A Growing Movement: American Jews and the Israeli Druze

July 18, 2008 at 4:39 pm | Posted in Integration, Peace Process | Leave a comment

It began shortly after I first landed in Atlanta to take my position as Consul General. Members of the local Jewish population took an interest in my background and started to visit Israel’s Druze communities. Many traveled to my northern Israeli home town of Isfiya, on Mount Carmel. People wanted to know: “what’s this new Druze Consul General ‘made of’” and, “who are these Druze anyway?”

It became a movement. Every other week I received letters and post cards from Jewish families around the Southeast. They had visited one of the Druze communities and were coming back with messages from my friends and loved ones.

For many of these travelers and those who hear their stories, their Druze experience has a profound impact on their lives. They are inspired to get involved in social and educational projects in the Druze community. One Jewish family got so exited after a visit to Horfesh, a Druze town in the Galilee, that the family helped the town build a library in one of the local schools. The Mayor of Horfash informed me that ORT USA was donating ten computerized “Smart Classes” to local Horfash schools; worth $500,000.

One might ask, “Why would Jewish Americans care about the Druze in Israel?” The answer is simple. The Israeli Druze are the mirror image of the American Jews. They are both strong minorities that work diligently to contribute positively and integrate into their country.

The movement for increased partnership between the Druze and American Jews has created strong bonds, in part because the Druze support the Jews and Israel politically. But, the support is more than merely political. The Druze are sacrificing hundreds of their own as Israeli solders, defending Israel and its people. Young Israeli Druze are fighting bravely on the frontlines in the war against terrorism and Islamic extremism.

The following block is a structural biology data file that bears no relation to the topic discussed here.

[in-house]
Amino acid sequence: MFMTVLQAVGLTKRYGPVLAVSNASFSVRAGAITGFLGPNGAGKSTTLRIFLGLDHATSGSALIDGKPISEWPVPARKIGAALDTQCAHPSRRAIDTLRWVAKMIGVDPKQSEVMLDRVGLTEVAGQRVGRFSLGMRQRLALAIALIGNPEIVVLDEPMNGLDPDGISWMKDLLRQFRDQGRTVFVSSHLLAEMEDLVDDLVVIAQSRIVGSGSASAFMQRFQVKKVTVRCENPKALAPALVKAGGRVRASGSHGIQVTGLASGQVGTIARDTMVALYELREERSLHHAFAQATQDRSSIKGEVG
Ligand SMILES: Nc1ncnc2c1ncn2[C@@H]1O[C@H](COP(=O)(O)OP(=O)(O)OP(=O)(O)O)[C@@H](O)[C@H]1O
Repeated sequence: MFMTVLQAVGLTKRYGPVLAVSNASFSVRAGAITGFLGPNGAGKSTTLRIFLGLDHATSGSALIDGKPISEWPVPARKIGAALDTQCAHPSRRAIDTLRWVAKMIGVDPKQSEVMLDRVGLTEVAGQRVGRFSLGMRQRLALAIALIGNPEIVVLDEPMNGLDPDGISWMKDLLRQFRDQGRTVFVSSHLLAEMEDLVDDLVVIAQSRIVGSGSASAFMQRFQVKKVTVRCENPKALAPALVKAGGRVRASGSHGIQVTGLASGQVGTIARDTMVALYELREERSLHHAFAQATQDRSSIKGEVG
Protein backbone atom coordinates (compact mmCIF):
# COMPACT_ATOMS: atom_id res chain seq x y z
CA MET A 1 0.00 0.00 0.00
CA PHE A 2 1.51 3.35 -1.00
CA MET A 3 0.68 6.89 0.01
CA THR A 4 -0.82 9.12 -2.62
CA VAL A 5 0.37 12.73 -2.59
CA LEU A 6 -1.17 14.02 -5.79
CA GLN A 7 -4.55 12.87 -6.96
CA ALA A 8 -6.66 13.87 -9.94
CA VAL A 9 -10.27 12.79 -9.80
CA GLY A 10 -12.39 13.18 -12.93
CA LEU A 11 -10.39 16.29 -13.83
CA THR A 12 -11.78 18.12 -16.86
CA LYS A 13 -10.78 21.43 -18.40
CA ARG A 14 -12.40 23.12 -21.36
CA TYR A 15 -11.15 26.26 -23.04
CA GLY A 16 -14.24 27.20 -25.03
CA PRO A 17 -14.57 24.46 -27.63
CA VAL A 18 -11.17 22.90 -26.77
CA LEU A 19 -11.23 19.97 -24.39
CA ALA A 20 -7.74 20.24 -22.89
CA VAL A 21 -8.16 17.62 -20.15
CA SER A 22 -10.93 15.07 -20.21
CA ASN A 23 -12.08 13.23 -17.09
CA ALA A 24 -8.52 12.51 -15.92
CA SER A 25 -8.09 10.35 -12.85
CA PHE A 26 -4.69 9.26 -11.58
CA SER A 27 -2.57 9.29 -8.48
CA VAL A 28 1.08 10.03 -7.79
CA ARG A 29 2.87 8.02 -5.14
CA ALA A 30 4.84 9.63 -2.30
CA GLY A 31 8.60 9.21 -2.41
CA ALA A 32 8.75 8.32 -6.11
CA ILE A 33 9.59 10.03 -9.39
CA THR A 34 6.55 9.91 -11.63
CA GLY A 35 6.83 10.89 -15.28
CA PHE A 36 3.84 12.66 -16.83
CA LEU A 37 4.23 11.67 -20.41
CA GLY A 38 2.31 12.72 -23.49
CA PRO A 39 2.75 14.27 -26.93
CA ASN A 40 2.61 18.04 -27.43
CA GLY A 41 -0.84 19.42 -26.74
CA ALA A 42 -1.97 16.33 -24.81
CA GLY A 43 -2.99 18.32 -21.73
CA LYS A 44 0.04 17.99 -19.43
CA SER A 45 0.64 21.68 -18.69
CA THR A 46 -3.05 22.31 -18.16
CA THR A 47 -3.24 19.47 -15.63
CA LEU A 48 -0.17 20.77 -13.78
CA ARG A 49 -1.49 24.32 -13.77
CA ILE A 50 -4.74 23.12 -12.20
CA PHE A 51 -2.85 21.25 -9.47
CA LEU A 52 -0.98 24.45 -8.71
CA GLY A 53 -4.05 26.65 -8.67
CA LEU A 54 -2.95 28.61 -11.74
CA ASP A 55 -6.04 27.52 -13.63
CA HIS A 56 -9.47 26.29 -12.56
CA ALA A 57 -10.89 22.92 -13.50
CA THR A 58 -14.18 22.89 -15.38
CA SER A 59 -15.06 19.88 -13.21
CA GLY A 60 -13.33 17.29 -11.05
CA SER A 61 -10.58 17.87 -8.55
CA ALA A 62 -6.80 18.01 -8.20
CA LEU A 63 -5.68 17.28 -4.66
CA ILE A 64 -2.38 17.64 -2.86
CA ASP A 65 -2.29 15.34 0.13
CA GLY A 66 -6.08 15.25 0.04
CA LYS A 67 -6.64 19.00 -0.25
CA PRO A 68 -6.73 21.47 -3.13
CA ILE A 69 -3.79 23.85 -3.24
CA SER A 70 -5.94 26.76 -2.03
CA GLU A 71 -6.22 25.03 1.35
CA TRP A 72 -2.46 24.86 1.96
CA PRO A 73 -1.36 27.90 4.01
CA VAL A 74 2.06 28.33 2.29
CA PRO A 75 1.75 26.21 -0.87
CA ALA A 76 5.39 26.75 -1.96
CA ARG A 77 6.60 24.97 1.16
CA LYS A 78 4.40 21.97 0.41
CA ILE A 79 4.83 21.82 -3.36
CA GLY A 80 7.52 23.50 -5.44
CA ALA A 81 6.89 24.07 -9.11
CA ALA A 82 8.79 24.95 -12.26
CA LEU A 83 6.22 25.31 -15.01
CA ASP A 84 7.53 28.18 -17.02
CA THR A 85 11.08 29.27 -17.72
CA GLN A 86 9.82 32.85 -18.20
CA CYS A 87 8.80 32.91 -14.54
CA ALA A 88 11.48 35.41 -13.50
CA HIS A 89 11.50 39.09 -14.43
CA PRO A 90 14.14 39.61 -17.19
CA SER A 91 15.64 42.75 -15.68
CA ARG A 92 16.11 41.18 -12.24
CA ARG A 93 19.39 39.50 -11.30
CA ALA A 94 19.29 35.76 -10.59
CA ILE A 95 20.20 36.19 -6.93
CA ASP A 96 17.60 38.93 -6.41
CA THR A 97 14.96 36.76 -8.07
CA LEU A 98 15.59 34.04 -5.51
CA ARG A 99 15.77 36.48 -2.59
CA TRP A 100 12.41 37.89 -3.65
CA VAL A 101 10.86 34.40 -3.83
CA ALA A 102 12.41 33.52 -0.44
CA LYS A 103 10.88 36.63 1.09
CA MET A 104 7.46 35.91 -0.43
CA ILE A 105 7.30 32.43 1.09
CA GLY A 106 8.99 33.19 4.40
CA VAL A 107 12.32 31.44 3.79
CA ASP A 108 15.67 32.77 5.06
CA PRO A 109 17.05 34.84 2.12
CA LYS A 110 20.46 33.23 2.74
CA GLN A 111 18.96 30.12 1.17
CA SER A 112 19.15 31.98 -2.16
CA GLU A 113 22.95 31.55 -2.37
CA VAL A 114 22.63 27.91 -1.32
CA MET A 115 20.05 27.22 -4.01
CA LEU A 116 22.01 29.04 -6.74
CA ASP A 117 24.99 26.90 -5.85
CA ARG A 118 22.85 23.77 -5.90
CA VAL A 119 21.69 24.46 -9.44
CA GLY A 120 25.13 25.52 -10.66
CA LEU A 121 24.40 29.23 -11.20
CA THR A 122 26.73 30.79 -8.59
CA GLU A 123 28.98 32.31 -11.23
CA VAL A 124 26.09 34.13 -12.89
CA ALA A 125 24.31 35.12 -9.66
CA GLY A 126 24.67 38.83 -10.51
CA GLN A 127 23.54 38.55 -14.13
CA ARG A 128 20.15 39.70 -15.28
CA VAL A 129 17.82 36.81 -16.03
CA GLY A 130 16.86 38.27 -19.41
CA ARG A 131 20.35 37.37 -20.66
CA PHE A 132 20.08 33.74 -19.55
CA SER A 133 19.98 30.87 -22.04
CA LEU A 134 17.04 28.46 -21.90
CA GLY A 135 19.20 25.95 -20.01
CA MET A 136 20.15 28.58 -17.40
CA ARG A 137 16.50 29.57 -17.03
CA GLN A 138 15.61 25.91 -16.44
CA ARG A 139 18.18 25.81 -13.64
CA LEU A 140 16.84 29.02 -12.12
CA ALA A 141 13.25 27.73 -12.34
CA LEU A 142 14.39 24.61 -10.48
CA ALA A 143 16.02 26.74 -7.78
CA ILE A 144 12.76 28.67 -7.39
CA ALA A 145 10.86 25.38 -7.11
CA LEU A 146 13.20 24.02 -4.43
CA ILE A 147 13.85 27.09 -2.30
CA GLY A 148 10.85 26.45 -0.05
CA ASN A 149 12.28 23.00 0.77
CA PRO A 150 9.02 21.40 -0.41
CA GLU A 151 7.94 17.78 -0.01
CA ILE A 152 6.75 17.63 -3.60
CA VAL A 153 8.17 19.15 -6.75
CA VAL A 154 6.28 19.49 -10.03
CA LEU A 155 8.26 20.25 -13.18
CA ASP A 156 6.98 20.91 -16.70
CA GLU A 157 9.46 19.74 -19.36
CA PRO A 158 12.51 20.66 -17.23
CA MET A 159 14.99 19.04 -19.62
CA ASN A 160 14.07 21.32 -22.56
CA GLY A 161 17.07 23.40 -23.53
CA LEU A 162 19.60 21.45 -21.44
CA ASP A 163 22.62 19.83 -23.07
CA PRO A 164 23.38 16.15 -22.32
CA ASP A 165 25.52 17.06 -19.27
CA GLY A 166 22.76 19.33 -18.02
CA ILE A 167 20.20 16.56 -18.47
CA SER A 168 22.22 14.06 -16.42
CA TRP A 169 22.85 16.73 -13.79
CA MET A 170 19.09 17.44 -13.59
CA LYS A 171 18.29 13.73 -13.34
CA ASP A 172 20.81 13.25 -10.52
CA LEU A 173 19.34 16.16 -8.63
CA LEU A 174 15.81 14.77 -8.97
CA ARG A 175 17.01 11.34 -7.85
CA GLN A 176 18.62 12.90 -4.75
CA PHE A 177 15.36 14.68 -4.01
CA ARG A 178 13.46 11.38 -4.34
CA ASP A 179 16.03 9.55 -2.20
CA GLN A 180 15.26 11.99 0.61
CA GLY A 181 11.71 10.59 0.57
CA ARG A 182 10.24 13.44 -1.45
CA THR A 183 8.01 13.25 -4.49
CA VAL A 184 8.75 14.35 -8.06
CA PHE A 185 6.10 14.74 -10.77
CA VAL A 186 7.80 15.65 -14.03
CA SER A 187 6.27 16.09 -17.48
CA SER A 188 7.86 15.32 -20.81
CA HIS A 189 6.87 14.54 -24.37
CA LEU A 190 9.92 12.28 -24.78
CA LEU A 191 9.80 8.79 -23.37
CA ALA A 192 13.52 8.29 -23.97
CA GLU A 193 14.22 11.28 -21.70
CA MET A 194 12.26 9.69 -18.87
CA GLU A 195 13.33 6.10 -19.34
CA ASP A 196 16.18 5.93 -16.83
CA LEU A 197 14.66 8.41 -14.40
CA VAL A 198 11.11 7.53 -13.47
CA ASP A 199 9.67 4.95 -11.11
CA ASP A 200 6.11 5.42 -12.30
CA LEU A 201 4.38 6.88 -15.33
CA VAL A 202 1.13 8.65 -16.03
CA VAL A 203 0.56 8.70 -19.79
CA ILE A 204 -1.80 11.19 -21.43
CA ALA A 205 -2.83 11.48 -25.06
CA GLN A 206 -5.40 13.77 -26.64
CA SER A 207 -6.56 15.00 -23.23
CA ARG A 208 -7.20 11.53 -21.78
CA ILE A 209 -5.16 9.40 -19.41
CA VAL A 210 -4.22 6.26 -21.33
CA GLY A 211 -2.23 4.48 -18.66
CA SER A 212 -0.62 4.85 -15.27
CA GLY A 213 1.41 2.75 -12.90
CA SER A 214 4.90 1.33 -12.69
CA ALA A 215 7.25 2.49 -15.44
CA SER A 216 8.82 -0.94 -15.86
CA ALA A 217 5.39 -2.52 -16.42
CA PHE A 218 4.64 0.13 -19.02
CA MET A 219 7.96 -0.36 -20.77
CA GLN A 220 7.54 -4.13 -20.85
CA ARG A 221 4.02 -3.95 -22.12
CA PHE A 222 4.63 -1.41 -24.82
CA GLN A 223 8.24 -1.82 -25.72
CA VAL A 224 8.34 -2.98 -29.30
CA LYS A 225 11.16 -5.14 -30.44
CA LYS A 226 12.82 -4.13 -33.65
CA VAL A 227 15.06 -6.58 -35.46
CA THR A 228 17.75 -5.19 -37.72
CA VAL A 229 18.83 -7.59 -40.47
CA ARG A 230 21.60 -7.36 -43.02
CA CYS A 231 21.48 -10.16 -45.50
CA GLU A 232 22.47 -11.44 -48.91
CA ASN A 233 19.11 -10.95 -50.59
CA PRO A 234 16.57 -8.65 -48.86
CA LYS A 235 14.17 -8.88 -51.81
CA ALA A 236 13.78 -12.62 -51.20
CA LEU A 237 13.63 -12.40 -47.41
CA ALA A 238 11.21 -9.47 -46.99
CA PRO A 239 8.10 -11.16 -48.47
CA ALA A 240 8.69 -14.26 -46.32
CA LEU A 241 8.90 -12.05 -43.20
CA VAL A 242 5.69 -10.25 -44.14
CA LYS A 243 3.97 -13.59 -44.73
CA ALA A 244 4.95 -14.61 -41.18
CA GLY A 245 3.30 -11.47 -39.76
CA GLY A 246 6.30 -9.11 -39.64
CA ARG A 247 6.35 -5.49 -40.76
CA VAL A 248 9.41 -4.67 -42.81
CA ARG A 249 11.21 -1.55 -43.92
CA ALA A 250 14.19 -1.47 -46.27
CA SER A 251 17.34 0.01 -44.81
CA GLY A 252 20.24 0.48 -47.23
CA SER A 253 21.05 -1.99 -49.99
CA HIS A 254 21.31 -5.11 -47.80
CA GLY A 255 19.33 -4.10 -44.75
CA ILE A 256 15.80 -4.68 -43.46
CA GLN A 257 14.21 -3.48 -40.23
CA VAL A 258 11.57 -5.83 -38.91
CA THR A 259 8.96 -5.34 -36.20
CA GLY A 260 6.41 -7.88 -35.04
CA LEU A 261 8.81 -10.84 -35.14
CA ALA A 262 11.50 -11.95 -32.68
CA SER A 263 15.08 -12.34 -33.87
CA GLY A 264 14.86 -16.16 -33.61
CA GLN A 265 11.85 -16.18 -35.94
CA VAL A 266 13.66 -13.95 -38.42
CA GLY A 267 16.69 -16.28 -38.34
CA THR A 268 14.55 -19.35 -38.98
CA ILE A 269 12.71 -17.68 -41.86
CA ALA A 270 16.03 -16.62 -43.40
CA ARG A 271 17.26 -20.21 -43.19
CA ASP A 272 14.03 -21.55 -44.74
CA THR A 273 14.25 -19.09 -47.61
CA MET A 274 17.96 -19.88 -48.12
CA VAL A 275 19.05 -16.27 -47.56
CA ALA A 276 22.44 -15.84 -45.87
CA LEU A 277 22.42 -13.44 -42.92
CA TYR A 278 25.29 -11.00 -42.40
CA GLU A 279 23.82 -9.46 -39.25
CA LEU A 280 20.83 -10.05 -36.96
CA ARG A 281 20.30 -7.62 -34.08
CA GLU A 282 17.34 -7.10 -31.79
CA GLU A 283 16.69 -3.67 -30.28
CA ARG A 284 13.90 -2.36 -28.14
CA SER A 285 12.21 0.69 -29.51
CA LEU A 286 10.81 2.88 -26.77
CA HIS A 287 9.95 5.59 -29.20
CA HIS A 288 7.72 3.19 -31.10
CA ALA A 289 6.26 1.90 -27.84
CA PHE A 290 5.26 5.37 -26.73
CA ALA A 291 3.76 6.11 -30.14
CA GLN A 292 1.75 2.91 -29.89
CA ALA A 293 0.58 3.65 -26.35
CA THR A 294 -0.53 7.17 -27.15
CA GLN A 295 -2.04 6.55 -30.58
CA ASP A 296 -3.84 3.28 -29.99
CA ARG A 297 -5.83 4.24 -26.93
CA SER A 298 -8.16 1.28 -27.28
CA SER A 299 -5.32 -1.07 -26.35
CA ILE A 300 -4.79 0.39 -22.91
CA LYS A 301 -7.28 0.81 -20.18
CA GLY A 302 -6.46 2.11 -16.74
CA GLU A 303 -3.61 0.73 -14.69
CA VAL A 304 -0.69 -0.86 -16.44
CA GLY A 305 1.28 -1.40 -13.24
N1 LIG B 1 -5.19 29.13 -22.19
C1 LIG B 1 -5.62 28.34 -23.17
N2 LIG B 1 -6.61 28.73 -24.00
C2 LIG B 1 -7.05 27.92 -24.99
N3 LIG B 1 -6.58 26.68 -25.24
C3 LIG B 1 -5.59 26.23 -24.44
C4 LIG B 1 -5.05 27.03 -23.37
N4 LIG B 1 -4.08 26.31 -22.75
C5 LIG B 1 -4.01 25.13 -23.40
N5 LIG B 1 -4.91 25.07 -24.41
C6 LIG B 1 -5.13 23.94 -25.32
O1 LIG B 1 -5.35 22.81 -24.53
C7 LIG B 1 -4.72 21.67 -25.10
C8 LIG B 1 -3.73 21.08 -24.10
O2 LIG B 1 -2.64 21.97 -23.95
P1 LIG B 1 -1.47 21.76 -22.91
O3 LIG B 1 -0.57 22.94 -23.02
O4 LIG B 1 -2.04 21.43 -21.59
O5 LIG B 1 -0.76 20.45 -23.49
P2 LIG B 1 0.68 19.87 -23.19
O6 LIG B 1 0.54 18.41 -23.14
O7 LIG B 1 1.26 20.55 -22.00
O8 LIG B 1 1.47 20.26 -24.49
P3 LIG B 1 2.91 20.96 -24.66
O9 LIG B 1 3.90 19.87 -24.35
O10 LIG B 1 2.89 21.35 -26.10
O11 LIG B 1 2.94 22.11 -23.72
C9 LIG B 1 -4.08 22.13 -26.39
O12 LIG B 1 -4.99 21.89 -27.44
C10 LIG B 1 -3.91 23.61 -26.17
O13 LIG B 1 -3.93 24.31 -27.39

Every year the Druze welcome thousands of American Jews visiting their villages as part of their “birthright” trip. These students enjoy the warm hospitality of the Druze in Carmel and the Galilee, and many of them remember the Druze part of the trip as the most interesting part of their tour. In return those young Jews are sharing their experiences and making the tiny Druze community very popular around the world. Just try to Google the word “Druze.”

American Jewish involvement with the Israeli Druze is nothing new. I, myself, am a product of American Jewish philanthropy. As a youth I went to my town’s local branch of BBYO, a branch that was supported by a generous American Jewish family. BBYO was one of the reasons that, years later, my town of Isfiya became known as the “town of Ambassadors.” The town had three Ambassadors, including myself, all simultaneously serving the State of Israel on three different continents.

My middle school education at the Leo Buck School in Haifa was the initiative of reform Rabbi Samuels. Rabbi Samuels decided that it was important to invest in the education of young Druze. Even my graduate studies at Harvard University were the product of American Jewish generosity, made possible by the Ohio-based Waxner Foundation. The Waxner Foundation has sent many of Israel’s government officials to Harvard’s John F. Kennedy School of Government, one of the best public management schools in the world.

The Druze, with the help of Jewish support, have chosen their path. They stand resolutely on the side of Israel. However, for other minority groups in Israel the future remains uncertain. Today, Israel’s Arab minority is experiencing a struggle between their Martin Luther Kings and their Malcolm X’s, between their moderates who, like the Druze, push for integration and their extremists who push for Palestinian nationalism within Israel, which leads only to violence and instability.

American Jews can make a difference in Israel by getting involved in the social well being of moderate minorities in Israel. By strengthening the ties between these groups and their own, American Jews will bolster the moderates and forever change the course of events in the Middle East. Through support and common understanding more groups can follow the path of the Israeli Druze. As it did with the Druze, this movement of cooperation will allow American Jews to make a constructive contribution to the strength and future of the State of Israel.

Article appeared in the Jewish Daily Forward on May 8th, 2008; and in the Atlanta Jewish Times on May 23rd, 2008

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